Stochastic Systems Group  

Erik Sudderth
SSG Doctoral Student
Error correcting codes are designed to allow efficient, reliable transmission of information over noisy communication channels. Recent advances in the coding community have produced a powerful set of design tools for cases where the number of bits to be transmitted (block length) is very large. For practical block lengths, however, code design is as much intuition as science.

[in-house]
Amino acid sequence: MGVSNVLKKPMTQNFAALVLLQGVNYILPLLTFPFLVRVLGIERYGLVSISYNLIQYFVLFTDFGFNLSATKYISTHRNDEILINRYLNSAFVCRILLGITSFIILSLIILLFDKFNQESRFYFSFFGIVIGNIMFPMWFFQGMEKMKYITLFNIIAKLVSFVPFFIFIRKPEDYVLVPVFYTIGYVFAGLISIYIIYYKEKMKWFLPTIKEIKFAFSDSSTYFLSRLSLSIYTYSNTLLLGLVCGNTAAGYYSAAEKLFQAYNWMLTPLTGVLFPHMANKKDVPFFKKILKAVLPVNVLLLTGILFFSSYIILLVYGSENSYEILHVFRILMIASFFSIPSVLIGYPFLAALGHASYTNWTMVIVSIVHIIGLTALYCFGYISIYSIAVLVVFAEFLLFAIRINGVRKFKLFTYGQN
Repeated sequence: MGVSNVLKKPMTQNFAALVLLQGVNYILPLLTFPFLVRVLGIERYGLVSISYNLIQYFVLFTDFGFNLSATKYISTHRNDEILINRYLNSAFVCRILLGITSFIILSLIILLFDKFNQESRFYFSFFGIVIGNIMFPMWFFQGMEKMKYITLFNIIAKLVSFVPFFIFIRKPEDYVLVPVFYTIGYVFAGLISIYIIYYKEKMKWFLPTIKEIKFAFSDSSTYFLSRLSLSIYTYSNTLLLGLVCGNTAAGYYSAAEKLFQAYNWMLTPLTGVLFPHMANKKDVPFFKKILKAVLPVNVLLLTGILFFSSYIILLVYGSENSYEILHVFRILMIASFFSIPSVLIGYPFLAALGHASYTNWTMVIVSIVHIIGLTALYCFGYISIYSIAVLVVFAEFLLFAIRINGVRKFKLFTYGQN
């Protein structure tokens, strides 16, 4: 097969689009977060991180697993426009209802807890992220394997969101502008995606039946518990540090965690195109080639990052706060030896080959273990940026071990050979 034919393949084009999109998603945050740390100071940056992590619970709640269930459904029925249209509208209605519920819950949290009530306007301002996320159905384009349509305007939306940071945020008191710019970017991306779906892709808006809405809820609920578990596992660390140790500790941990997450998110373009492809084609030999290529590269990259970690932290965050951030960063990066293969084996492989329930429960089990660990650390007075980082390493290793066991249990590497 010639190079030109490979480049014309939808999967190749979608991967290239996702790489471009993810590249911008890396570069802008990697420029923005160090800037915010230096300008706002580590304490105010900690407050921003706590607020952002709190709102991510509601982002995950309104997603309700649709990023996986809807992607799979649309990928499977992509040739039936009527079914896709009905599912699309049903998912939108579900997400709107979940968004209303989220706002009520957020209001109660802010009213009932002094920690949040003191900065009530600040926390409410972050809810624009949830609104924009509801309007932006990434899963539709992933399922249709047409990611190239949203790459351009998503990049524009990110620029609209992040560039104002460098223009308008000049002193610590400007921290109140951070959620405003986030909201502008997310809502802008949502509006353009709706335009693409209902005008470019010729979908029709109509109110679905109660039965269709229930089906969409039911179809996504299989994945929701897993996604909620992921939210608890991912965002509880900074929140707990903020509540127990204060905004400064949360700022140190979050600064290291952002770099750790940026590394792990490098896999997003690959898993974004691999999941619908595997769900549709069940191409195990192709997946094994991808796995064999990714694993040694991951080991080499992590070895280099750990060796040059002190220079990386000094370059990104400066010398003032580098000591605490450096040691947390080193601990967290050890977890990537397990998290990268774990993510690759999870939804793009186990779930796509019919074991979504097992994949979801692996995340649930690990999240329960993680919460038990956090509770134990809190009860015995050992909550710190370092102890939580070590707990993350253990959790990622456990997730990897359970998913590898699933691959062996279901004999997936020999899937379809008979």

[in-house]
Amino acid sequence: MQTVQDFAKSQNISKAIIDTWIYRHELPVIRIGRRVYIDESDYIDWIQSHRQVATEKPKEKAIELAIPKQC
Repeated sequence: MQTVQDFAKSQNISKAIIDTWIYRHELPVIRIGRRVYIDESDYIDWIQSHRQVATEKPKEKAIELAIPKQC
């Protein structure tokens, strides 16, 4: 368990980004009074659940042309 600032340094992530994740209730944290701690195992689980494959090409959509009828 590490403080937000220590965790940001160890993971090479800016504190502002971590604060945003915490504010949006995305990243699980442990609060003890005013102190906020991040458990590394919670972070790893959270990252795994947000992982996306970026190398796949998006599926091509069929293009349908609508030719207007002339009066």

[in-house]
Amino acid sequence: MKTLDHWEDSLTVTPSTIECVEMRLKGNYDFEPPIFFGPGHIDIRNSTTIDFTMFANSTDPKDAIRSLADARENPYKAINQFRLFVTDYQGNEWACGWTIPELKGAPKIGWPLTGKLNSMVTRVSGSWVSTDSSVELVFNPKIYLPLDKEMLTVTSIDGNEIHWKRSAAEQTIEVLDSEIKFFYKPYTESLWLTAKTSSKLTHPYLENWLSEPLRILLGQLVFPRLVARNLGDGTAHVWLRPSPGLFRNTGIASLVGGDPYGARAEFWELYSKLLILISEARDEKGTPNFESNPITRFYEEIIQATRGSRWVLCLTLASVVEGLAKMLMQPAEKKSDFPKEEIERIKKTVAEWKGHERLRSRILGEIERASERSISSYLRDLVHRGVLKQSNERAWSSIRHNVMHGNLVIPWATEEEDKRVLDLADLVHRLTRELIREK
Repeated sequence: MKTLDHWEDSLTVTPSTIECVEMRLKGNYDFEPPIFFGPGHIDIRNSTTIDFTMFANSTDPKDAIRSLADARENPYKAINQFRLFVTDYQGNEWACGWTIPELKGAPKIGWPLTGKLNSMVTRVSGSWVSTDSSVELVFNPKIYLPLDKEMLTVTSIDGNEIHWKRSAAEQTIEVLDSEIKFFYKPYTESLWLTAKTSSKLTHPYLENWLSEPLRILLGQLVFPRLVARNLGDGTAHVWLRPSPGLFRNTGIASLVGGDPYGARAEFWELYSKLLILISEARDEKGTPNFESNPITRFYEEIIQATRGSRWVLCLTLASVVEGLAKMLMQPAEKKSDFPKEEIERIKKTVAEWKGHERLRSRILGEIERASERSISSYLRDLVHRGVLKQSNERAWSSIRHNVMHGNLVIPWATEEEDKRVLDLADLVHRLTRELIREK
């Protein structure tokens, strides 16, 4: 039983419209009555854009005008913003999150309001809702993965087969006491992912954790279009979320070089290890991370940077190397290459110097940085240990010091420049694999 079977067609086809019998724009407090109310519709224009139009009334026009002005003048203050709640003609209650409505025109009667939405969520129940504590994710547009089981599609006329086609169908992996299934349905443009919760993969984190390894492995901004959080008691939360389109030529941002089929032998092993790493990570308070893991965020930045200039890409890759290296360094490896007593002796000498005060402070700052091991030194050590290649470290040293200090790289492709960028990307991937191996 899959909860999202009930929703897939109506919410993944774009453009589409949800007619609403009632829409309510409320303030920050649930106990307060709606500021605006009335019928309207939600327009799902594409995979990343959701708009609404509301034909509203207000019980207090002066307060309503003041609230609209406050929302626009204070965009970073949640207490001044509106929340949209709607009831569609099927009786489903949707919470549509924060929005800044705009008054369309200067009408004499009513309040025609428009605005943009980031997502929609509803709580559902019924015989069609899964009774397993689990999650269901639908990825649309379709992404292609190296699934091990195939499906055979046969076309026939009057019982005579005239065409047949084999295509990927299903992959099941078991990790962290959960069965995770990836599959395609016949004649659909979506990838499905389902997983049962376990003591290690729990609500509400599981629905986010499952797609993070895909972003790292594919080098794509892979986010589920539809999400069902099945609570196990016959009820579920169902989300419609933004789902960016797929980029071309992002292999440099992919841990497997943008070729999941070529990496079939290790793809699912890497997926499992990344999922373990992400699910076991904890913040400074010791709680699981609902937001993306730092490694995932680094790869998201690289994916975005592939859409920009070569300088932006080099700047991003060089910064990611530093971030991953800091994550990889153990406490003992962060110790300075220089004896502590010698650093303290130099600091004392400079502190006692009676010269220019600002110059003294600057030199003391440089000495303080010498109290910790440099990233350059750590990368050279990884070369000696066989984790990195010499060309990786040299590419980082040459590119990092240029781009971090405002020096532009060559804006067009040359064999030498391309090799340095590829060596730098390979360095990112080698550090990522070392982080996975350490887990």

In this talk, I will discuss a new "projection algebra" method for evaluating the performance of error correcting codes. Using this method, one can exactly analyze the dynamics of the belief propagation decoding algorithm as applied to an arbitrary paritycheck code on the binary erasure channel. The projection algebra iterations improve upon the standard density evolution method by exactly accounting for the statistical dependencies that exist between belief propagation messages. Although the exact projection algebra technique is computationally intractable for codes of large blocklength, it can be efficiently approximated to give rigorous upper and lower bounds on the bit or block error rates.
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